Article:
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HELP SAVE HISTORIC WELLS COTTAGE FROM DEMOLITION
 
Wells Cottage is considered by many to be one of the most attractive historic buildings in Thames Ditton, situated towards the end of Ashley Road where it converges with Church Walk. It was sold following the death of its former owner who lived there for 56 years. The new owners are planning to demolish Wells Cottage and erect a property which many believe to be wholly inappropriate in design and scale.
 Wells Cottage If you believe that Wells Cottage should be saved, please write with your objection to App: 2015/2975 on the Elmbridge website (planning applications online).
 
Wells Cottage is an extremely significant unlisted historic building which many believe makes a positive contribution to the character of Thames Ditton, and should be regarded as a non-designated heritage asset. Evidence suggests that the house dates from before 1800, possibly as early as 1750, predating the building of Ashley Road by over 100 years.
 
Research by our local historian indicates that Wells Cottage was originally the home of Joseph Wells, a market gardener who acquired fifteen acres of ground in the immediate vicinity of the cottage, in the very heart of Thames Ditton village. Descending to his great-nephew of the same name, it continued to play a major role in the burgeoning market garden sector which in the 19th century increasingly characterised the village. Edward Walford in his "Greater London: a narrative of its history, its people, and its places" (1894) wrote of Thames Ditton that "much of the land in the parish is cultivated as market gardens".
 
Wells Cottage is the sole and last remaining tangible link with that significant part of Thames Ditton’s local heritage, which objectors argue that the present proposal, if approved, would destroy. EBC’s Conservation Area Leaflet states that within Conservation Areas:
 
There is a general presumption against demolition but this does not mean that buildings may not be demolished, rather it provides a check to ensure that those buildings which make an important contribution to the character of the area are not lost without proper justification.
 
The general feeling amongst objectors is that Wells Cottage makes an important contribution to the character of the Thames Ditton Conservation Area and demolition would be against the Elmbridge stated policy.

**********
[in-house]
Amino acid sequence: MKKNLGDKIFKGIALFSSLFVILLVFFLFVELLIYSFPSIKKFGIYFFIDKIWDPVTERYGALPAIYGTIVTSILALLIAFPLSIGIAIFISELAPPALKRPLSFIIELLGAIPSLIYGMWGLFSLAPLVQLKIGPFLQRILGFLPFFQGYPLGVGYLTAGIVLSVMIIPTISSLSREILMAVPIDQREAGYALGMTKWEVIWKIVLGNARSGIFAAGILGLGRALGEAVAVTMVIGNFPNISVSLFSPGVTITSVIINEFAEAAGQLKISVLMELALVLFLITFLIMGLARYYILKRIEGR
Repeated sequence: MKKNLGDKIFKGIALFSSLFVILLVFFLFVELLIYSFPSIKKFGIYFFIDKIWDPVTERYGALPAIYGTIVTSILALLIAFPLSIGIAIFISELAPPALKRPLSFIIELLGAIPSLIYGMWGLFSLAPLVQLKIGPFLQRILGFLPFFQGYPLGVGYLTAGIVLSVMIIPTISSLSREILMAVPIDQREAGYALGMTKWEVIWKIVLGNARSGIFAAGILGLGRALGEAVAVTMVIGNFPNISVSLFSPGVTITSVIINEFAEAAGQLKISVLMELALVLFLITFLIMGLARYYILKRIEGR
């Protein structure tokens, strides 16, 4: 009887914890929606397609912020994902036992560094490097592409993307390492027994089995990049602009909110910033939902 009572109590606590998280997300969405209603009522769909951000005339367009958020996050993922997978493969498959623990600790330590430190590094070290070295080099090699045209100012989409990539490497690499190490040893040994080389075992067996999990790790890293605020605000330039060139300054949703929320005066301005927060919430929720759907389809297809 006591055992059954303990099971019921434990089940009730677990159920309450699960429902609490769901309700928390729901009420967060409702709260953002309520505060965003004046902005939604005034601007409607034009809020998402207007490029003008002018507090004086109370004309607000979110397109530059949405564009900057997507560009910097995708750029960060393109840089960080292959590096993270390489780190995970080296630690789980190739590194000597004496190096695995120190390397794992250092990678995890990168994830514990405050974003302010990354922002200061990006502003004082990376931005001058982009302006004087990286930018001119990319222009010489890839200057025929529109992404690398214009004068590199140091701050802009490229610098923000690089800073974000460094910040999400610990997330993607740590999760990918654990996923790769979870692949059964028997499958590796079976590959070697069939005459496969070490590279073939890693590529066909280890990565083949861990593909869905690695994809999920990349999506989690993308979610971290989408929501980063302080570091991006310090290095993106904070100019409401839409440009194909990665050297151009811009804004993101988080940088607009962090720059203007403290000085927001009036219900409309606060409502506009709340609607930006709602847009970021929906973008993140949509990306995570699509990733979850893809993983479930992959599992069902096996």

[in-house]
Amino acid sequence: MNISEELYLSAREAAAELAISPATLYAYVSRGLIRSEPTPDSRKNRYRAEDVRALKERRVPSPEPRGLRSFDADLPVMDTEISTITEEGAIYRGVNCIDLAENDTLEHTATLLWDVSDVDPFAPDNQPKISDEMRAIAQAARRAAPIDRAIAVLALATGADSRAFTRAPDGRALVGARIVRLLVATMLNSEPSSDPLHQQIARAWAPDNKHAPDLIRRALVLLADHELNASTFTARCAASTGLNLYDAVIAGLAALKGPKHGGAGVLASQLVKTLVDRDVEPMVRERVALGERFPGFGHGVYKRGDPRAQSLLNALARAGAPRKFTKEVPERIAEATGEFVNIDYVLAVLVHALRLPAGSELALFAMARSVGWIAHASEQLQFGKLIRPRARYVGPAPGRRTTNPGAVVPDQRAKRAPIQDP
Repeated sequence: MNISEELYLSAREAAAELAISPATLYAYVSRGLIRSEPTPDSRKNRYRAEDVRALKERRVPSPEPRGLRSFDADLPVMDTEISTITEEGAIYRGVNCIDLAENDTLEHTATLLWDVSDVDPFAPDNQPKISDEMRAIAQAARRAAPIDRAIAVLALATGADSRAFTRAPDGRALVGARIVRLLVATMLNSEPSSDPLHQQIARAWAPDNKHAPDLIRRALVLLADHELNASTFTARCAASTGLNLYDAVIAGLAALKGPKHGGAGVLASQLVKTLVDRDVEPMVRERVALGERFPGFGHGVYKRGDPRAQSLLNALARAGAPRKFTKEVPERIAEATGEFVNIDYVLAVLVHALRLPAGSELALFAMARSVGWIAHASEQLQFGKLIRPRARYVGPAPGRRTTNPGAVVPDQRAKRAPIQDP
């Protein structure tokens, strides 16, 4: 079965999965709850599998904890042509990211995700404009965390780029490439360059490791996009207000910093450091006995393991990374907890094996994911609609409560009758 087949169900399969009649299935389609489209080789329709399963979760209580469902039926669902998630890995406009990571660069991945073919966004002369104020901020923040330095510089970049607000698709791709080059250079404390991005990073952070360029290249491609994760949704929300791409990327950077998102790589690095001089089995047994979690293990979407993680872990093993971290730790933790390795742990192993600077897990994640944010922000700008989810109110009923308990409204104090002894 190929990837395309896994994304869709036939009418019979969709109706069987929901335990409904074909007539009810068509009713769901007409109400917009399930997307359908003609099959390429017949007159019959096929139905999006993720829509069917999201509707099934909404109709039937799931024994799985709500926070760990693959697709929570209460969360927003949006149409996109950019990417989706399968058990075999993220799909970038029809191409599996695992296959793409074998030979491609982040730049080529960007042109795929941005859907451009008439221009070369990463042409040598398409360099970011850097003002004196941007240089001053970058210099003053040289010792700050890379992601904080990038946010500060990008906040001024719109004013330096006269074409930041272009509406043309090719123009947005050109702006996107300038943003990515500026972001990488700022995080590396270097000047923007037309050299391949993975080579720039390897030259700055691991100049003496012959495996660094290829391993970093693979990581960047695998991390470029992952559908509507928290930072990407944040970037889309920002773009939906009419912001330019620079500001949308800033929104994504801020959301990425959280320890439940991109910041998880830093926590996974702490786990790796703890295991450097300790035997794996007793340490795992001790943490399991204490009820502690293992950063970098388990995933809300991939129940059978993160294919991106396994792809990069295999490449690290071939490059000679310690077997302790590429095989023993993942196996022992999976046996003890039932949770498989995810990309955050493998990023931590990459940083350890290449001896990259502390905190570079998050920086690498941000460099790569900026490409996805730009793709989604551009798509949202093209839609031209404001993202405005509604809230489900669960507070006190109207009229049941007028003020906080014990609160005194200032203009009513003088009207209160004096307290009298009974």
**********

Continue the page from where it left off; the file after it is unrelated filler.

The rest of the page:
Apart from this, the proposed development within application 2015/2975 is, according to objectors, unacceptable as it is out of character with anything in the surrounding area. It represents an over development of the site and proposes many alien features, in a very sensitive position towards the end of Ashley Road, where it converges with Church Walk.
 
The latest Conservation Area leaflet states that within Conservation Areas:
 
All planning applications for new buildings, extensions or alterations to existing buildings within conservation areas or within the setting of such areas will be carefully considered to ensure that they harmonise with and reinforce the architectural and historic character of the particular area. The Council will insist on a higher standard of design than might be required elsewhere.
 
and
 
The Council will insist on a higher standard of design than might be required elsewhere, in line with government guidance. Special attention will be paid to scale, height, form, massing, respect for the traditional pattern of frontages and detailed design of development, including the choice of materials.
 
Objectors believe that the proposed development fails to meet these tests in virtually every way.
 
To conclude, objectors believe that both the proposal to demolish Wells Cottage, and the design and scale of the proposed replacement property, fail to ‘preserve and enhance’ the Thames Ditton Conservation Area and should be rejected. 
 
If you agree that Wells Cottage should be saved from destruction and continue to be enjoyed for the heritage asset it is then please write with your personal objection to App 2015/2975 as soon as possible. The closing date for objections is 11 September 2015.